New York Music Daily

Love's the Only Engine of Survival

Warmly Minimalist, Oceanically-Inspired Electroacoustic Piano Themes From Kumi Takahara

Go out to watch the ocean just as the sun is about to slip under the horizon and you’ll get a good idea of what keyboardist Kumi Takahara’s gently rippling new album See-Through – streaming at Bandcamp – is all about. Her pensive, elegant themes are minimalist to the core: she most definitely does not waste notes. Philip Glass seems to be an influence. This is a great album for winding down or meditation.

She opens the album with Artegio, a warmly minimalist, simple major-key piano piece with subtle ambient electronic touches. Roll, the second track, has variations on a catchy, ratchetingly circling piano riff and what sounds like a wistful melodica in places. Nostalgia is even simpler and just as loopy, Takahara moving methodically up and down the scale as echoey, hypnotically ambient phrases drift into the foreground.

Tide, with its intricate web of string orchestration, is even more hypnotic but also majestic as it swells and brightens. Chime, on the other hand, has more distinct disquiet (and a droll reference to a very famous clock). The strings return, rising with a stark resonance against the bell-like piano, in Kai-kou. 

Layers of wordless vocals permeate Chant along with the strings and sheer simplicity of the piano. Takahara runs subtle, increasingly wistful variations on a four-note riff over what sounds like a viola drone in Sea. She closes the album with Log, well over seven minutes of hazy horizontality and then what turns out to be the album’s most anthemic interlude, punctuated by gentle vocalizing, sparse piano and light electronics. There are also a couple of remixes here that don’t really add anything.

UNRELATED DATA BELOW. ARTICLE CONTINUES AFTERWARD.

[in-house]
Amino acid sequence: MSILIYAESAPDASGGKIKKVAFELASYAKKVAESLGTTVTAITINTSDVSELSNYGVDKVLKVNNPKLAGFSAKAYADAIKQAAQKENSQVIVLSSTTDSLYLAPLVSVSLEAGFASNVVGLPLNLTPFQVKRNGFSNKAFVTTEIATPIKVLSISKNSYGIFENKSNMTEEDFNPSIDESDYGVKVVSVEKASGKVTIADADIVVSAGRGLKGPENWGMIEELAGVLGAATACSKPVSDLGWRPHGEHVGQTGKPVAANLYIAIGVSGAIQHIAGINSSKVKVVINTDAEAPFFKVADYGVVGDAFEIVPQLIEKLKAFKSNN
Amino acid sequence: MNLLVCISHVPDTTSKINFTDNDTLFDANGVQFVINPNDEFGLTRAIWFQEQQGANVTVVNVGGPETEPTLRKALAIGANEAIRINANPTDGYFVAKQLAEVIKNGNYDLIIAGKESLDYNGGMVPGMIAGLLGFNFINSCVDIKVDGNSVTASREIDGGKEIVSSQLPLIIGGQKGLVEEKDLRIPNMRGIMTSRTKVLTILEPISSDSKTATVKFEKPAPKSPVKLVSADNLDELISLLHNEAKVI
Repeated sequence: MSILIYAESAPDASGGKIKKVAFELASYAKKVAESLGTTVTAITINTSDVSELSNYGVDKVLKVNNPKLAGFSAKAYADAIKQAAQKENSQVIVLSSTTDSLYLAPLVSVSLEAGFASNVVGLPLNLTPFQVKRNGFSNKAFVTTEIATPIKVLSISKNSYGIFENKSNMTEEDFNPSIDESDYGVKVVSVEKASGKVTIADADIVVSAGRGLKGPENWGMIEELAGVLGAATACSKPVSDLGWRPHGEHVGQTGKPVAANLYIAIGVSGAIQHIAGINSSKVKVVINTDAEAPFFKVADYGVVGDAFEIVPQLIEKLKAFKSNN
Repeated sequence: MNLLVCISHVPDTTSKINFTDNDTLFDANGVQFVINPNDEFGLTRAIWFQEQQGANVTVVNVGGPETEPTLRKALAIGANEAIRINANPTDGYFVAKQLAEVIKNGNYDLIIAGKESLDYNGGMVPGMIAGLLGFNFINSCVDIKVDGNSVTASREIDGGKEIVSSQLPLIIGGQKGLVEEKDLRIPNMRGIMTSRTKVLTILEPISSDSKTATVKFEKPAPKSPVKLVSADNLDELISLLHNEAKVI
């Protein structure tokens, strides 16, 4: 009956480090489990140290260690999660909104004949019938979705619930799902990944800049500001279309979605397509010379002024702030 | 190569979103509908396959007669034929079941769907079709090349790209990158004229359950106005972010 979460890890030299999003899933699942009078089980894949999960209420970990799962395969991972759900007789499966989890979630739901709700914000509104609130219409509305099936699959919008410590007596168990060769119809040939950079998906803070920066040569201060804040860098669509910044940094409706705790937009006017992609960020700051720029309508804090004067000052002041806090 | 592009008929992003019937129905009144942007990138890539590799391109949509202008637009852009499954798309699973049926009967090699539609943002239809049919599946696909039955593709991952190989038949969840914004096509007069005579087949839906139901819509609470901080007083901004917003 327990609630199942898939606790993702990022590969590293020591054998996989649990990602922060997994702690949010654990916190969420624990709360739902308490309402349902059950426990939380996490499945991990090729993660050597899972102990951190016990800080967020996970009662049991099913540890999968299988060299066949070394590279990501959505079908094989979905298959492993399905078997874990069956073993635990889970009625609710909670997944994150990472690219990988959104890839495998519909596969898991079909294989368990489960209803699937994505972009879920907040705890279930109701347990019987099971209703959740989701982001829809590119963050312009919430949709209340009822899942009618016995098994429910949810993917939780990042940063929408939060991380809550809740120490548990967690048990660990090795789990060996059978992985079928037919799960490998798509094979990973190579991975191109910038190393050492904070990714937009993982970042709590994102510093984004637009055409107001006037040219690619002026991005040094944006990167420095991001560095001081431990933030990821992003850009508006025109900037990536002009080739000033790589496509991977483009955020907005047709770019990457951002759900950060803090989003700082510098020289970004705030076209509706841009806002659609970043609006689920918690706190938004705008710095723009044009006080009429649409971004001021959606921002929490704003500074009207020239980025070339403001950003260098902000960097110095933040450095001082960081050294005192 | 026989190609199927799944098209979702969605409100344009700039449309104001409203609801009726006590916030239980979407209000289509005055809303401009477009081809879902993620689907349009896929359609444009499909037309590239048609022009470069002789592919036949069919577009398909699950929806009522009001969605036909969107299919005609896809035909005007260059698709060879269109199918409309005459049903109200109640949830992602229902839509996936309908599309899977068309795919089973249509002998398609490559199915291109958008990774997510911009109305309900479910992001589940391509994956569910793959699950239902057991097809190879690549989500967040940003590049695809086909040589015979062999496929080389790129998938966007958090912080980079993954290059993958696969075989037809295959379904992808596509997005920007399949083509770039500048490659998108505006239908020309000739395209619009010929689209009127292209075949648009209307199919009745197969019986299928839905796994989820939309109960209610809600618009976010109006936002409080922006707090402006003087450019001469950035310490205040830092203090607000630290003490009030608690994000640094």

Catchy, Thoughtful Rainy-Day Sounds From Modern Nature

Modern Nature play a tuneful, individualistic blend of pastoral jazz and chamber pop with tinges of vintage 70s soul music. Their new album Annual is streaming at Bandcamp. They like nature imagery and long, catchy, circling phrases over simple, muted drums.

They open the record with Dawn, a hazy miniature balancing bandleader Jack Cooper’s uneasy, lingering guitar over Arnulf Lindner’s overtone-laden bass drone. Elegantly uneasy soul guitar anchors frontwoman Kayla Cohen’s muted, half-whispered delivery as Flourish gets imderway, up to a big, anthemic chorus with Jeff Tobias’ fluttery sax and then back down. From there they segue into Mayday, which has a funkier swing but is just as hypnotically circling.

Spacious, incisive piano and balmy sax mingle with syncopated guitar jangle throughout the album’s fourth track, Halo. In Harvest, the band build very subtle variations into a staggered, loopy hook. They bring the record full circle with Wynter. “Outside the trees are groaning,” Cohen sings with an airy calm over the resonant, brooding clang of the guitar. Let’s hope the lockdown doesn’t destroy this band as it has so many others, and we get to hear more from them.